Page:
Marriage licenses were unheard of prior to the Middle Ages. In England, marriage licenses in one form or another are more than four hundred years old, with the practice brought to America in colonial times. Today, applying for a marriage license has become an accepted practice and is often perceived as necessary for legalizing a marriage. However, in the United States, the state-issued marriage license is a subject of intense controversy for some individuals.
Early Marriage Contracts
For centuries, marriages were private contracts between two families that may or may not have had the bridegroom or bride's consent. Marriage was not only for procreation, but for also building financial, social and, in some cases, political alliances. When the state-run Church of England decided it wanted to have a say in approving marriage partnerships, laws regarding marriage licensing were established to ensure a level of control and source for revenues.
Publication of Banns
The Church of England exercised power throughout England and in the American Colonies, with the colonies later adopting many of the same laws when they became states. Both Church and states allowed marriage by publication of banns, instead of the more expensive marriage license. The Library of Virginia describes banns as a public notice that was written, published or orally announced "for three consecutive meetings at the churches of the bride and groom."
According to the North Carolina History project, in 1741, the state increased control over marriages, primarily to prohibit interracial marriages by issuing marriage licenses. By the 1920s, some 38 other states had issued similar laws in an effort to keep the white race "pure." Virginia's Racial Integrity Act (RIA) of 1924 made it illegal for mixed-race couples to marry. The RIA remained law until 1967 when the U.S. Supreme Court declared Virginia's ban on interracial marriage unconstitutional.
In the United States prior to the 1700s, marriages were primarily a responsibility of local churches with marriages registered only with the state. By the latter part of the 19th century, states began to "nullify common-law marriages and exert more control over who was allowed to marry," says Stephanie Coontz in a 2007 "New York Times" article. The primary reason for government control of marriage licenses remains for vital statistics recording and continues as a source of revenue for local and state governments.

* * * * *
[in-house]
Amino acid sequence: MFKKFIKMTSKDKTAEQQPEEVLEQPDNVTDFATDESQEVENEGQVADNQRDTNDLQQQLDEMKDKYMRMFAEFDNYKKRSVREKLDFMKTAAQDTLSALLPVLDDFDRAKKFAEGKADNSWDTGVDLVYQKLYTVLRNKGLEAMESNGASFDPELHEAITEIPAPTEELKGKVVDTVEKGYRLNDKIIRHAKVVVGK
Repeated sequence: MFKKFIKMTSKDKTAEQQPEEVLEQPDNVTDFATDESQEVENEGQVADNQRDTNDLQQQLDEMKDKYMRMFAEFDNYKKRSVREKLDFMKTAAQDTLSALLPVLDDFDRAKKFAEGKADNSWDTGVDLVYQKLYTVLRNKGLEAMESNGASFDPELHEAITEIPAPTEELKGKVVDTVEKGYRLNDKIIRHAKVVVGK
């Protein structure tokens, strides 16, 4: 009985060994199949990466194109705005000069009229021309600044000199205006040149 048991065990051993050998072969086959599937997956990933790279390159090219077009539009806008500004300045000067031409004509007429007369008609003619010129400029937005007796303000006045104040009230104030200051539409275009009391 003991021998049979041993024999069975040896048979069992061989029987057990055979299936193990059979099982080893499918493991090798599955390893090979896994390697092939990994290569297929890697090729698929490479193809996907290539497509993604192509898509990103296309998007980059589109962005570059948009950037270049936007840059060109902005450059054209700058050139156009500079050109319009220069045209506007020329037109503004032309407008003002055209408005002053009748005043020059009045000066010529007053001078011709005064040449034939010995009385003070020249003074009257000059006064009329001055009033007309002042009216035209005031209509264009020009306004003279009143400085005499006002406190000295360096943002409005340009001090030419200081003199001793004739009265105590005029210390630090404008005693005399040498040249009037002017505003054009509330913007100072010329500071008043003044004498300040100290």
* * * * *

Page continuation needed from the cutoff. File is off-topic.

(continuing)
In February 2004, San Francisco Mayor Gavin Newsom authorized city officials to issue gender-neutral marriage licenses to same-sex couples. The following August, the marriages of nearly 4,000 same-sex couples were voided by the California State Supreme Court on the basis that Newsom had overstepped his authority. In the meantime, on May 17, 2004, Massachusetts had legalized same-sex marriage.
During the 1960s, couples rebelled against government authority by rejecting the marriage license and choosing cohabitation because they believed "a piece of paper" could not define their relationships. Today, some fundamentalist Christians choose to marry without a state-issued marriage license. Pastor Matt Trewhella of Mercy Seat Christian Church in Wauwatosa, Wisconsin, one of the most outspoken pastors on the subject, refuses to marry anyone with a state-issued license. "When you marry with a marriage license, you place yourself under a body of law which is immoral," he says. Marriages without state licenses are still legal and hold up in the courts of every state. Two witnesses must sign the marriage certificate issued by clergy, and if desired, it can be filed in the county courthouse.